Oral history interview with Darleane C. Hoffman

  • 2012-Feb-28 – 2012-Feb-29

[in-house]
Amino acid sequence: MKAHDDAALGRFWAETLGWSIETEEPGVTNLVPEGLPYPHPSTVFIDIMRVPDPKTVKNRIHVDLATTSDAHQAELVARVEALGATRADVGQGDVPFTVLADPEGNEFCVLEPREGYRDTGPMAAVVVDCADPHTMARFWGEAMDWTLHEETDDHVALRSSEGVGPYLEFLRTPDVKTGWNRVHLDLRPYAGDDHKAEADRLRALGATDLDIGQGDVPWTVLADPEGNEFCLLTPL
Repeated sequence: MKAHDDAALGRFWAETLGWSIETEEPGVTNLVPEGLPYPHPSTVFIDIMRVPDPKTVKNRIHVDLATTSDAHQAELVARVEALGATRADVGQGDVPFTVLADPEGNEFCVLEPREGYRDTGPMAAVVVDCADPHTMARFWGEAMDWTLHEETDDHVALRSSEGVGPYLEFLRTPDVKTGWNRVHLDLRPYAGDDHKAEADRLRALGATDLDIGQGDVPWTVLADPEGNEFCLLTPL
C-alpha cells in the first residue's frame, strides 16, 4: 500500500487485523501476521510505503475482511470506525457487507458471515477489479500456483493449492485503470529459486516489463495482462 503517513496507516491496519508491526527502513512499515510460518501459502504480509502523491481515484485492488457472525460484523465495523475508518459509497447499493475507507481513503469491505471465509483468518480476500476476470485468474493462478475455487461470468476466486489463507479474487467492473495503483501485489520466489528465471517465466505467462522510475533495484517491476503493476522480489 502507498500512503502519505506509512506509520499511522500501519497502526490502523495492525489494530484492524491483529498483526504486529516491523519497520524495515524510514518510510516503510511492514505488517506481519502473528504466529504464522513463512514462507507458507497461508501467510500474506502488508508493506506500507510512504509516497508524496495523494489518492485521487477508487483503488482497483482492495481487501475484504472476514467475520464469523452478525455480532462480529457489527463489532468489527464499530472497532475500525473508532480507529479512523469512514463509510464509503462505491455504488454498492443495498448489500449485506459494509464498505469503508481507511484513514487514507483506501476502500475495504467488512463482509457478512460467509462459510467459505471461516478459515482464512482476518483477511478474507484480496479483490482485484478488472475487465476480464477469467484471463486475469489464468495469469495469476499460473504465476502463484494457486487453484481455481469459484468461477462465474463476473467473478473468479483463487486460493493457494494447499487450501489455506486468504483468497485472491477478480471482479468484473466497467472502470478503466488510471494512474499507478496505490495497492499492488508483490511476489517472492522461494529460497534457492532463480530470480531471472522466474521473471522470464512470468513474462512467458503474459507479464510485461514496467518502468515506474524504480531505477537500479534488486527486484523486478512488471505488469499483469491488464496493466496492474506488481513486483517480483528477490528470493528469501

Darleane (Christian) Hoffman was born in Terril, Iowa, one of two children. She grew up "all over" Iowa as her father was a public school superintendent who soon moved to Coon Rapids and then to West Union. Her mother, a housewife, had studied oratory and music in college and encouraged Hoffmann's participation in both vocal and instrumental music. Mathematics was her favorite subject in high school. The family often spent summer vacations at the Iowa “Great Lakes” where her father found summer employment and she learned to swim and developed her life-long love of swimming. She graduated in 1944 as co-valedictorian of her class and decided to enter Iowa State College, Ames, Iowa to study applied art. Fortunately, Prof. Nellie Naylor's required freshman chemistry class changed her mind. Hoffman found chemistry "the most interesting, most logical, most useful" possible subject. In addition to classwork Darleane also waited tables, continued to swim, and sang in church and dormitory choirs. During her senior year, she began undergraduate research with Prof. Don Martin at the newly completed Synchrotron, and continued research for her PhD there. She met Physics student Marvin Hoffman in 1948 and they both pursued research at the Synchrotron. Darleane received her PhD in only three years. She married Marvin six days after receiving her PhD in December 1951. Marvin stayed in Iowa to finish his PhD, while in January 1952 Darleane took a position at Oak Ridge National Laboratory in Tennessee to help support them. Marvin finished his degree later that year and accepted a position at Los Alamos Scientific Laboratory, New Mexico where Darleane was also promised a position in the Radiochemistry Division. There was nothing in writing and Darleane encountered numerous roadblocks, including being told "We don't hire women in that Division" to having her Q-clearance lost. Finally, in March 1953 Darleane managed to join Dr. Roderick Spence's Radiochemistry group. It was an exceedingly productive time for her and she published many papers on radiochemical separations and the discovery of Plutonium-244 in nature. During the years in Los Alamos, she also had two children, returning to work immediately, spent a sabbatical year in Norway, received a Guggenheim award to work in Berkeley with Glenn Seaborg, and became the first woman technical division leader. In 1984 Hoffman was offered a tenured professorship in the Chemistry Department at UC Berkeley, the second woman full professor, and became Heavy Element Nuclear and Radiochemistry Group Leader at Lawrence Berkeley National Laboratory. And after thirty years, she left Los Alamos to help educate the next generation of nuclear and radiochemists. Her group confirmed the discovery of element 106, enabling the discoverers to propose the name Seaborgium and she led the struggle with IUPAC to finally confirm it in 1997. She regards co-founding the Seaborg Institutes for Transactinium Sciences with Christopher Gatrousis and Glenn Seaborg at Livermore in 1996 and later at Berkeley and Los Alamos, as one of her most important contributions. Hoffman continues to write papers, give addresses, and receive awards, among them the cherished 1997 National Medal of Science (her seven year-old granddaughter attended the ceremony) and the Priestley Award (the highest ACS award) in 2000. Marie Curie has always been a role model for her. To conclude her interview she cautions young people to choose a supportive and helpful spouse or significant other. She thanks her mother and husband for their gracious and extraordinary help and support which made her career possible.

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